Recently, I came across the job title Director of Happiness and I was puzzled.
What is that? Is that someone whose job is to improve the happiness levels at companies? Again, I was confused. But the more I thought about it, the more it made sense. Sure, that exact job title may not have been around a few years ago, but there is certainly a need for it now with mental health, employee engagement and retention being top priorities in HR.
And why shouldn’t there be a role dedicated to happiness in the workplace? People spend most of their life working – at least 40 hours of their week if not more; employees should be content in some shape or form. After all, the more effort an organisation makes to keep its employees happy, the happier employees are. Plus, they are far more likely to engage more and stay with the company longer. It’s a win win for both sides really.
So what does a ‘Director of Happiness’ or a ‘Chief Happiness Officer’ (CHO) actually do?
First of all, it is not their job to keep people happy 24/7. Frankly, it is impossible for people to be happy 100% of the time. Their role, that is not necessarily a completely new role is like a HR Manager with additional special features. According to Mallory Bartz, it is the job of a CHO to create work environments where freedom can exist and flourish. This means allowing employees to be themselves and fulfil their personal aspirations.
Kiera Lawlor, Director of Happiness at Social Chain, supports the above points and adds that it is her duty to create a fun and enjoyable workplace for staff. She also enforces celebrating all staff achievements, both personal and professional, no matter how big or small. Other important aspects of her job include organising group activities, arranging classes on valuable life skills and creating welcoming spaces that encourage creativity.
Why is there a need for CHOs?
So if the term CHO didn’t really exist a few years ago, why is it more common now? Social Chain believe the role is essential in retaining the ‘specialness’ of millennial employees. The sensitivities that millennials are often teased about are nurtured as part of their values and they wanted to illustrate this through hiring Kiera. Of course, the CHO is also there to help all employees ease the burdens that come with everyday work.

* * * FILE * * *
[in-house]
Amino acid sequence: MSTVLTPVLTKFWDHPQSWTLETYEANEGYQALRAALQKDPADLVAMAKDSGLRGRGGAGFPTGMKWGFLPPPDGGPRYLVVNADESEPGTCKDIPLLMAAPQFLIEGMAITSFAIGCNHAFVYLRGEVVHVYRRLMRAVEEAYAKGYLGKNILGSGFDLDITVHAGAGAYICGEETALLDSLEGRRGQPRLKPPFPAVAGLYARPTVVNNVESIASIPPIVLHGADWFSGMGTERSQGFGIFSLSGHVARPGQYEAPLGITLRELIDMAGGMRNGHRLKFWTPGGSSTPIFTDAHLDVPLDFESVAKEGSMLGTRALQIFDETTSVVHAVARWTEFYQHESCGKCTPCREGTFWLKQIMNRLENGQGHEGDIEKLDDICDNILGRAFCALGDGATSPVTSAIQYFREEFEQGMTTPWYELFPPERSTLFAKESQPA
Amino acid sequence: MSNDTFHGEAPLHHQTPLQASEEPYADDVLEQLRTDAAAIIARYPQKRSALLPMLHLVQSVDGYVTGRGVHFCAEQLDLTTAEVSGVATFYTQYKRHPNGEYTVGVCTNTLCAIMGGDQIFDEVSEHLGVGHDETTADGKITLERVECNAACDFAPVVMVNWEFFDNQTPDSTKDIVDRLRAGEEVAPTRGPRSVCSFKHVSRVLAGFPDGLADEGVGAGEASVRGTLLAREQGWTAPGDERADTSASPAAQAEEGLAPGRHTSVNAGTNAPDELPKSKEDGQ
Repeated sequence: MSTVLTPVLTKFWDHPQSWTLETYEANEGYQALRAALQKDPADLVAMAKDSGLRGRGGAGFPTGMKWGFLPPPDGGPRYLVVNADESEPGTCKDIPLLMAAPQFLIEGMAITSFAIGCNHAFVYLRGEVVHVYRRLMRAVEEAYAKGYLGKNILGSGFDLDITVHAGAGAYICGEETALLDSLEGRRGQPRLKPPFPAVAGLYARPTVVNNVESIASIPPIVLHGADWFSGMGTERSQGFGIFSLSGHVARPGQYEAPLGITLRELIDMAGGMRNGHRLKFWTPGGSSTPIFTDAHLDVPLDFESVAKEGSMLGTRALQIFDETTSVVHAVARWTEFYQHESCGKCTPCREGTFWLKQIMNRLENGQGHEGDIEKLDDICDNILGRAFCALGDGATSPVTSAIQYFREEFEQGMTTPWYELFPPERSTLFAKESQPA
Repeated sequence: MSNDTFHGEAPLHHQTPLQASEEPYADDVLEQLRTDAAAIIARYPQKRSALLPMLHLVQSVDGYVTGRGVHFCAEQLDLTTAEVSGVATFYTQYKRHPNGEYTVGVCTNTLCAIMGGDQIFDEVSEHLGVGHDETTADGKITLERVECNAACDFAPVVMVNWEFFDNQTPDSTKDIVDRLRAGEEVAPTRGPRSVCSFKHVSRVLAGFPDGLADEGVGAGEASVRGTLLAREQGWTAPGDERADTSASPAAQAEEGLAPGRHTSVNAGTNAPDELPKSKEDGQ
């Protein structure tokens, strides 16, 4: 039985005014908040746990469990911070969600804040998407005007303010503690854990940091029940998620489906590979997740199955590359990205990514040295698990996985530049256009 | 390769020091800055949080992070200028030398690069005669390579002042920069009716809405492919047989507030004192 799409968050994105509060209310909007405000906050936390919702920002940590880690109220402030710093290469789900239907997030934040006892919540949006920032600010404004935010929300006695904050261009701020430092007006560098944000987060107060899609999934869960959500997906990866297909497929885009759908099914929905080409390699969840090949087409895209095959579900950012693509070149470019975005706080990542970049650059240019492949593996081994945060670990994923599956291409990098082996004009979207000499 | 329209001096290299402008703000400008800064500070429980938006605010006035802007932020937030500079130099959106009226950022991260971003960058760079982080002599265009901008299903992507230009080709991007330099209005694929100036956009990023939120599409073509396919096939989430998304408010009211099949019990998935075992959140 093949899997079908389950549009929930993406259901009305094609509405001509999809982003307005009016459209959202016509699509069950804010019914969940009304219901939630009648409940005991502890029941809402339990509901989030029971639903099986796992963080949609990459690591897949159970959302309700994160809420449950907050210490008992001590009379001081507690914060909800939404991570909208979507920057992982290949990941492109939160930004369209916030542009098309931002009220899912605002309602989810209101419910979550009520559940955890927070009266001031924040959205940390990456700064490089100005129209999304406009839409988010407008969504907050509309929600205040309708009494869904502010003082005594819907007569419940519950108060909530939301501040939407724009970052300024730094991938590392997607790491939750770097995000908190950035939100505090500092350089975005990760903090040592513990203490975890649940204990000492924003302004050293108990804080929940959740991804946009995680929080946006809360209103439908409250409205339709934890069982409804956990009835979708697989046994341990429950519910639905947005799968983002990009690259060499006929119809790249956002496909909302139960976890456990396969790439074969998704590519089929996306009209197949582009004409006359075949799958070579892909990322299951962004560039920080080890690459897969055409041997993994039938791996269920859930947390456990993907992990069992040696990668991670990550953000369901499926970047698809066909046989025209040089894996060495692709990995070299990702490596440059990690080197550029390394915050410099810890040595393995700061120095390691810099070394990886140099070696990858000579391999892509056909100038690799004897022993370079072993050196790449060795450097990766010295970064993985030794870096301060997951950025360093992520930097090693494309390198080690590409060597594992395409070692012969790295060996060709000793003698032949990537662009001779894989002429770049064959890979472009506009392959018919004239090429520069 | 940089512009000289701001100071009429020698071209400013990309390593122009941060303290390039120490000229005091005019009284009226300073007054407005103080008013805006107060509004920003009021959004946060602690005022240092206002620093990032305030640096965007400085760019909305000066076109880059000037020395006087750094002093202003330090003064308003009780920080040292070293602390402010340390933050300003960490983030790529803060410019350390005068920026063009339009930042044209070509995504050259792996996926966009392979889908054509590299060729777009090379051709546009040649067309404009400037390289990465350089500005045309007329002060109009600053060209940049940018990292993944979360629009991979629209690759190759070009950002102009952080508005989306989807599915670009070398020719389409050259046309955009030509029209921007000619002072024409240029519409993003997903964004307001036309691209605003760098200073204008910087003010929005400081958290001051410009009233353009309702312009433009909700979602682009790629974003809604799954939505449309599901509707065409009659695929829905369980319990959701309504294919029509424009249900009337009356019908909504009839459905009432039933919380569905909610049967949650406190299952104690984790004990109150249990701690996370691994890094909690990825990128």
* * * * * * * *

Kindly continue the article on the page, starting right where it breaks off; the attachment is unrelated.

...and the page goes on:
Naturally, some people are cynical and believe this role is just another fad. However, many reiterate the point that employee contentment should exist at every stage of the recruitment process; from recruitment to offboarding. Failure to do so, results in a failure to motivate, engage and retain. While companies are certainly taking culture more seriously, they need to look beyond simply providing a great looking workplace with fun perks.
How you can achieve a happy culture without a CHO
Naturally, not every company can afford or justify having a CHO. However, with a few simple steps, there is no reason why you or your HR team can’t create a happier workplace. Paula Clapon advises the following tips:
- Treat every employee as a human being. Sounds basic, but many companies don’t do this and it leads to high turnover rates. Treat your employees in the same way you treat customers.
- Ensure you have the basics sorted first. Before offering fancy office perks, ensure sorting all employee administration asap. Failure to do so will lead to frustration.
- Give employees a voice. This means listening to employees’ ideas and taking their views and feelings on board.
- Make your brand values clear. Values are the foundation of a company and they bind together your brand (external) and culture (internal). It’s not enough to state them, but you need to turn them into actionable behaviours.
- Offer employees freedom. Let employees manage their time and productivity to some extent, as well as personalise their own workspace and implement their ideas.
- Support growth. This means supporting promising talent to grow within other areas of the company.
- Encourage an enjoyable environment. This involves employees doing things they find enjoyable in the office, such as having open conversations with colleagues or learning a new skill.